Database Performance: MySQL Percona Server 5.7.0

For database benchmarking we still base our testing on Percona server 5.7, an enhanced drop-in replacement for MySQL. But we have updated our SQL benchmarking once again. This time we use Sysbench 1.0.7, which is a lot more efficient than the previous 0.4 and 0.5 versions. As a result, the measured numbers are quite a bit higher, especially on the strongest systems. So you cannot compare this with any similar Sysbench-based benchmarking we have done before.

For our testing we used the read-only OLTP benchmark, which is slightly less realistic, but still much more interesting than most other Sysbench tests. This allows us to measure CPU performance without creating an I/O bottleneck.

Sysbench 1.0.7 on 8 tables

As expected, the EPYC 7601 can not deliver high database performance out of the box. A small database that can be mostly cached in the L3-cache is the worst case scenario for EPYC. That said, there are quite a few tuning opportunities on EPYC. According to AMD, if you enable Memory Interleaving, performance should rise a bit (+10-15%?). Unfortunately, a few days before our deadline our connection to the BMC failed, so we could not try it out. In a later article, we will go deeper into specific tuning for both platforms and test additional database systems.

Nevertheless, our point stands: out of the box is the EPYC CPU a rather mediocre transactional database CPU. With good tuning it is possible EPYC may pass the Xeon v4, but the 8176 is by far the champion here. It will be interesting to measure how EPYC compares in the non-transactional databases (Document stores, Key-value...) but transactional databases will remain Intel territory for now.

Sysbench 1.0.7 95th percentile response time

Typically when high response times were reported, this indicated low single threaded performance. However for EPYC this is not the case. We tested with a database that is quite a bit larger than the 8 MB L3-cache, and the high response time is probably a result of the L3-cache latency.

Multi-Threaded Integer Performance Java Performance
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  • psychobriggsy - Tuesday, July 11, 2017 - link

    Indeed it is a ridiculous comment, and puts the earlier crying about the older Ubuntu and GCC into context - just an Intel Fanboy.

    In fact Intel's core architecture is older, and GCC has been tweaked a lot for it over the years - a slightly old GCC might not get the best out of Skylake, but it will get a lot. Zen is a new core, and GCC has only recently got optimisations for it.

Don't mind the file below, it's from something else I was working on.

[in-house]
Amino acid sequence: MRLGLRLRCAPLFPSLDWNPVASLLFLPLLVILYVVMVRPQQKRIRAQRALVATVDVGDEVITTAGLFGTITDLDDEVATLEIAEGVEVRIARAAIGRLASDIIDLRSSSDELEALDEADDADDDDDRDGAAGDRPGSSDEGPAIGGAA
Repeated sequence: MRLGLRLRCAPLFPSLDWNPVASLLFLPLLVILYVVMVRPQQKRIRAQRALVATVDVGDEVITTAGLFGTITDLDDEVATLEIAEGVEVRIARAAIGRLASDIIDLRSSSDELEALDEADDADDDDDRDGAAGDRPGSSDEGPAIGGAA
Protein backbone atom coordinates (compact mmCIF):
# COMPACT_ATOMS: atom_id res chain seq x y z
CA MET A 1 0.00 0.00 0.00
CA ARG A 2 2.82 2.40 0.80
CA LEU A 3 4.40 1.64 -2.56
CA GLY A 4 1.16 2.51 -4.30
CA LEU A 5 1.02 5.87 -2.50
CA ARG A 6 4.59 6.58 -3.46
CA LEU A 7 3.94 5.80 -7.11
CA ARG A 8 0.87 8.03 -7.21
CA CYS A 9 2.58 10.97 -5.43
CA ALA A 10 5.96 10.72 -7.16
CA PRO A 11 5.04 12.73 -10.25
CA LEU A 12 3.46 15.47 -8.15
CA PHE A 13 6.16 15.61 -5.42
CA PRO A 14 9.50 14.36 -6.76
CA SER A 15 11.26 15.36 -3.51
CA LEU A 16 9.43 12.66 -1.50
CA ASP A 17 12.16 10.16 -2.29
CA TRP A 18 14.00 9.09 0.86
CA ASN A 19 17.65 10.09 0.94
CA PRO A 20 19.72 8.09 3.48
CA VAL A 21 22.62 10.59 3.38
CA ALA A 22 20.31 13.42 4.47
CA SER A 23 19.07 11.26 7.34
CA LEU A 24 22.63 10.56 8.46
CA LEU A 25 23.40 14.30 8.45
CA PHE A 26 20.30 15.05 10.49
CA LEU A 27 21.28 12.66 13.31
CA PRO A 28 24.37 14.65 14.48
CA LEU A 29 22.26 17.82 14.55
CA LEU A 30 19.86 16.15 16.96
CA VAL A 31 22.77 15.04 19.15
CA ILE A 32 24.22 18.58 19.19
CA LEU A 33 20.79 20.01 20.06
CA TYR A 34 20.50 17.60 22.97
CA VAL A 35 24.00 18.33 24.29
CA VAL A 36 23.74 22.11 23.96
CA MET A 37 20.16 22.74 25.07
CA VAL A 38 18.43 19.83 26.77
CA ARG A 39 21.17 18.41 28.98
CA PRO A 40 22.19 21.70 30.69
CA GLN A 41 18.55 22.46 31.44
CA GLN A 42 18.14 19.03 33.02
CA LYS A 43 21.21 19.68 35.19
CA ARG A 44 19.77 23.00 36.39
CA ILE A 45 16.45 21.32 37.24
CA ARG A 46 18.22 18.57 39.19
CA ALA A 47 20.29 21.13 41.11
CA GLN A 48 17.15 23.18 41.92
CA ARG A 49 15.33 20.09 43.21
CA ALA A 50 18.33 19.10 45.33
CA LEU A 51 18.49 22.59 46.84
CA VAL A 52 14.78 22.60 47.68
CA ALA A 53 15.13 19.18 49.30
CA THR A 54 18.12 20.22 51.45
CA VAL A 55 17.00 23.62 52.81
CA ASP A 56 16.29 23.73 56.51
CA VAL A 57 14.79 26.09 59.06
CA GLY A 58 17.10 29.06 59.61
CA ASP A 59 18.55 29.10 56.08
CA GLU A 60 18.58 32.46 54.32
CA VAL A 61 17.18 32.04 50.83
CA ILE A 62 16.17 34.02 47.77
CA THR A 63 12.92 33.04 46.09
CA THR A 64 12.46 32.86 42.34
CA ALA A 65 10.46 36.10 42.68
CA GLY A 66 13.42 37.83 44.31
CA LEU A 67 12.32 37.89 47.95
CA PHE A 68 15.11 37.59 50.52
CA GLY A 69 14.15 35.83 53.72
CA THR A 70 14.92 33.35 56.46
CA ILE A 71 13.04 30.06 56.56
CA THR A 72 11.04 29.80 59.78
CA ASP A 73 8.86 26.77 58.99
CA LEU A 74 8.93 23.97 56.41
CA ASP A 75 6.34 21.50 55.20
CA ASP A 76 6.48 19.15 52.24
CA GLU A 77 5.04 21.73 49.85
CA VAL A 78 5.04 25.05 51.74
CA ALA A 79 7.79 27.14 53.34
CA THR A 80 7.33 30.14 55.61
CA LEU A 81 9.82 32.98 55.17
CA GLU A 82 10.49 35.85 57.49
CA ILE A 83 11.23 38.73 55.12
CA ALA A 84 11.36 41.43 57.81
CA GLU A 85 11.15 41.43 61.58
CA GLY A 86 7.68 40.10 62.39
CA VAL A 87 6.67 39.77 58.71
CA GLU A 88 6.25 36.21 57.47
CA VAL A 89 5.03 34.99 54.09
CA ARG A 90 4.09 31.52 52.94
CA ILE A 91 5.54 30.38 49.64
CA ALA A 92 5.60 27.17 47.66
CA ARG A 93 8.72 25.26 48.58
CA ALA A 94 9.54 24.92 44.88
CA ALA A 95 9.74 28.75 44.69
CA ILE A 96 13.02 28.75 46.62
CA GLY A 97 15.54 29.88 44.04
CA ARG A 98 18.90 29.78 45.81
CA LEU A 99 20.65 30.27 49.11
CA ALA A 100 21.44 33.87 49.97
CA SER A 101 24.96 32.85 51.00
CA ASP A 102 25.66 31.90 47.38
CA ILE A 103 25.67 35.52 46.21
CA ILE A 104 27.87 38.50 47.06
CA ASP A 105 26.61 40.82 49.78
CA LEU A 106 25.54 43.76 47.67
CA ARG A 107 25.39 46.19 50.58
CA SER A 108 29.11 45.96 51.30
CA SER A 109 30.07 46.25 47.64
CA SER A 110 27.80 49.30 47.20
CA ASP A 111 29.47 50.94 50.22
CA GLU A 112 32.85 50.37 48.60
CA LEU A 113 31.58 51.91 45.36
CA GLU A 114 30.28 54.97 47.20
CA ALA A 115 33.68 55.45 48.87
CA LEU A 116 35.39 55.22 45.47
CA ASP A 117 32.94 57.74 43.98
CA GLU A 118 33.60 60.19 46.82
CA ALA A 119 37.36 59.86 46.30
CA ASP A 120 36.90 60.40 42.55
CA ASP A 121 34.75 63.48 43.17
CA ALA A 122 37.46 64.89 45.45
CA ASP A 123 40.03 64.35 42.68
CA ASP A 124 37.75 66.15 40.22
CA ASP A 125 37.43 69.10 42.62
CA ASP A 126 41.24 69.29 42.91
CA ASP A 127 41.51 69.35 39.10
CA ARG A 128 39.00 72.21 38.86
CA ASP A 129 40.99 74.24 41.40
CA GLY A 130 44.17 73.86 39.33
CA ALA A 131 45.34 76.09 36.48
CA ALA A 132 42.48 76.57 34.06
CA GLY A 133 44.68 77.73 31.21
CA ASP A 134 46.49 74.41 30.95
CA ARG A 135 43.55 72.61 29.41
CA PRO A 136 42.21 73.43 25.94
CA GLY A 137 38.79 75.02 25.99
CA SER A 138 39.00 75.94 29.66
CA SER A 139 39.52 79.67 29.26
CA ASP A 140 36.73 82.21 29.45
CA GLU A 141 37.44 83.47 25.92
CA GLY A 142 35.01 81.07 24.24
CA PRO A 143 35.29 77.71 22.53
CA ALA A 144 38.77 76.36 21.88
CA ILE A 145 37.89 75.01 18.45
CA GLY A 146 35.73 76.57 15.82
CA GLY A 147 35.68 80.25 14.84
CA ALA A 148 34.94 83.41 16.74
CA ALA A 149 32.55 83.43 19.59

Reply
  • EasyListening - Wednesday, July 12, 2017 - link

    I thought he was joking, but I didn't find it funny. So dumb.... makes me sad. Reply
  • blublub - Tuesday, July 11, 2017 - link

    I kinda miss Infinity Fabric on my Haswell CPU and it seems to only have on die - so why is that missing on Haswell wehen Ryzen is an exact copy? Reply
  • blublub - Tuesday, July 11, 2017 - link

    Your actually sound similar to JuanRGA at SA Reply
  • Kevin G - Wednesday, July 12, 2017 - link

    @CajunArson The cache hierarchy is radically different between these designs as well as the port arrangement for dispatch. Scheduling on Ryzen is split between execution resources where as Intel favors a unified approach. Reply
  • bill.rookard - Tuesday, July 11, 2017 - link

    Well, that is something that could be figured out if they (anandtech) had more time with the servers. Remember, they only had a week with the AMD system, and much like many of the games and such, optimizing is a matter of run test, measure, examine results, tweak settings, rinse and repeat. Considering one of the tests took 4 hours to run, having only a week to do this testing means much of the optimization is probably left out.

    They went with a 'generic' set of relative optimizations in the interest of time, and these are the (very interesting) results.
    Reply
  • CoachAub - Wednesday, July 12, 2017 - link

    Benchmarks just need to be run on as level as a field as possible. Intel has controlled the market so long, software leans their way. Who was optimizing for Opteron chips in 2016-17? ;) Reply
  • theeldest - Tuesday, July 11, 2017 - link

    The compiler used isn't meant to be the the most optimized, but instead it's trying to be representative of actual customer workloads.

    Most customer applications in normal datacenters (not google, aws, azure, etc) are running binaries that are many years behind on optimizations.

    So, yes, they can get better performance. But using those optimizations is not representative of the market they're trying to show numbers for.
    Reply
  • CajunArson - Tuesday, July 11, 2017 - link

    That might make a tiny bit of sense if most of the benchmarks run were real-world workloads and not C-Ray or POV-Ray.

    The most real-world benchmark in the whole setup was the database benchmark.
    Reply
  • coder543 - Tuesday, July 11, 2017 - link

    The one benchmark that favors Intel is the "most real-world"? Absolutely, I want AnandTech to do further testing, but your comments do not sound unbiased. Reply

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